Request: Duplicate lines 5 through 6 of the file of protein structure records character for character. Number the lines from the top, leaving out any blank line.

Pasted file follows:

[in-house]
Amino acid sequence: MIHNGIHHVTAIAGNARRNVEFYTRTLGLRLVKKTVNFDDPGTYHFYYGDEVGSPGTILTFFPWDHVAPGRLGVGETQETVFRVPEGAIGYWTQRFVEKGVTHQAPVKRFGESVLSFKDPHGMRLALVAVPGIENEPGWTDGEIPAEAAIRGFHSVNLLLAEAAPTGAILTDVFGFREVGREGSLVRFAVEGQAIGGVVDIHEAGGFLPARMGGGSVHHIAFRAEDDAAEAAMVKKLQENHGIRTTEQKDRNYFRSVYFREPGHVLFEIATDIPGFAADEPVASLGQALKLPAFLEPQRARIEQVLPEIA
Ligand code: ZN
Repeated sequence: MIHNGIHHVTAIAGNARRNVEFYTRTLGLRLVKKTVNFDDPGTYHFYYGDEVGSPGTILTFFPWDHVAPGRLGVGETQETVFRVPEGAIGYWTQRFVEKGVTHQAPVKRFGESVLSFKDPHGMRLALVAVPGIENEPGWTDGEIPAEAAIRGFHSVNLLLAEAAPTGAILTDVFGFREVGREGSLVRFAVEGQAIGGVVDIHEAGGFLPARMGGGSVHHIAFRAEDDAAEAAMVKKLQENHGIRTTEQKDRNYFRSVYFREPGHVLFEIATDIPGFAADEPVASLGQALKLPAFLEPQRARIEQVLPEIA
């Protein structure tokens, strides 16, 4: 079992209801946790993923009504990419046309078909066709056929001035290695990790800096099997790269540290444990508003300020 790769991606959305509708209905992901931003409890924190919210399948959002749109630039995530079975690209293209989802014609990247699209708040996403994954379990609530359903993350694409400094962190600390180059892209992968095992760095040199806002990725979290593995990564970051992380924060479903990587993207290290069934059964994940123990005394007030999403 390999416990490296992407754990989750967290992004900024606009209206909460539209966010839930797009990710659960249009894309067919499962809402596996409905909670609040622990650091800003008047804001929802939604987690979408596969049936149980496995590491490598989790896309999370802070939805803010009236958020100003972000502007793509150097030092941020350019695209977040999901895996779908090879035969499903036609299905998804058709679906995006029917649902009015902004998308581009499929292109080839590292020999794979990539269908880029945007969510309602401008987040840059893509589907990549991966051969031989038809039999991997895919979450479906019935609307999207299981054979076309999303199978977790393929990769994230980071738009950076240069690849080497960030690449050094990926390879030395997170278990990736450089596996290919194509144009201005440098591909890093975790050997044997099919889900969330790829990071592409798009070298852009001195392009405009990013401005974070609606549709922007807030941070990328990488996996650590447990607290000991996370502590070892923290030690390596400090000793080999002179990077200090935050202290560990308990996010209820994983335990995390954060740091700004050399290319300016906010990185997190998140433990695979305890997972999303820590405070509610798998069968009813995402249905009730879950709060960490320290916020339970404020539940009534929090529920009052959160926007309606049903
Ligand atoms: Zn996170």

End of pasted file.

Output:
């Protein structure tokens, strides 16, 4: 079992209801946790993923009504990419046309078909066709056929001035290695990790800096099997790269540290444990508003300020 790769991606959305509708209905992901931003409890924190919210399948959002749109630039995530079975690209293209989802014609990247699209708040996403994954379990609530359903993350694409400094962190600390180059892209992968095992760095040199806002990725979290593995990564970051992380924060479903990587993207290290069934059964994940123990005394007030999403 390999416990490296992407754990989750967290992004900024606009209206909460539209966010839930797009990710659960249009894309067919499962809402596996409905909670609040622990650091800003008047804001929802939604987690979408596969049936149980496995590491490598989790896309999370802070939805803010009236958020100003972000502007793509150097030092941020350019695209977040999901895996779908090879035969499903036609299905998804058709679906995006029917649902009015902004998308581009499929292109080839590292020999794979990539269908880029945007969510309602401008987040840059893509589907990549991966051969031989038809039999991997895919979450479906019935609307999207299981054979076309999303199978977790393929990769994230980071738009950076240069690849080497960030690449050094990926390879030395997170278990990736450089596996290919194509144009201005440098591909890093975790050997044997099919889900969330790829990071592409798009070298852009001195392009405009990013401005974070609606549709922007807030941070990328990488996996650590447990607290000991996370502590070892923290030690390596400090000793080999002179990077200090935050202290560990308990996010209820994983335990995390954060740091700004050399290319300016906010990185997190998140433990695979305890997972999303820590405070509610798998069968009813995402249905009730879950709060960490320290916020339970404020539940009534929090529920009052959160926007309606049903
Ligand atoms: Zn996170």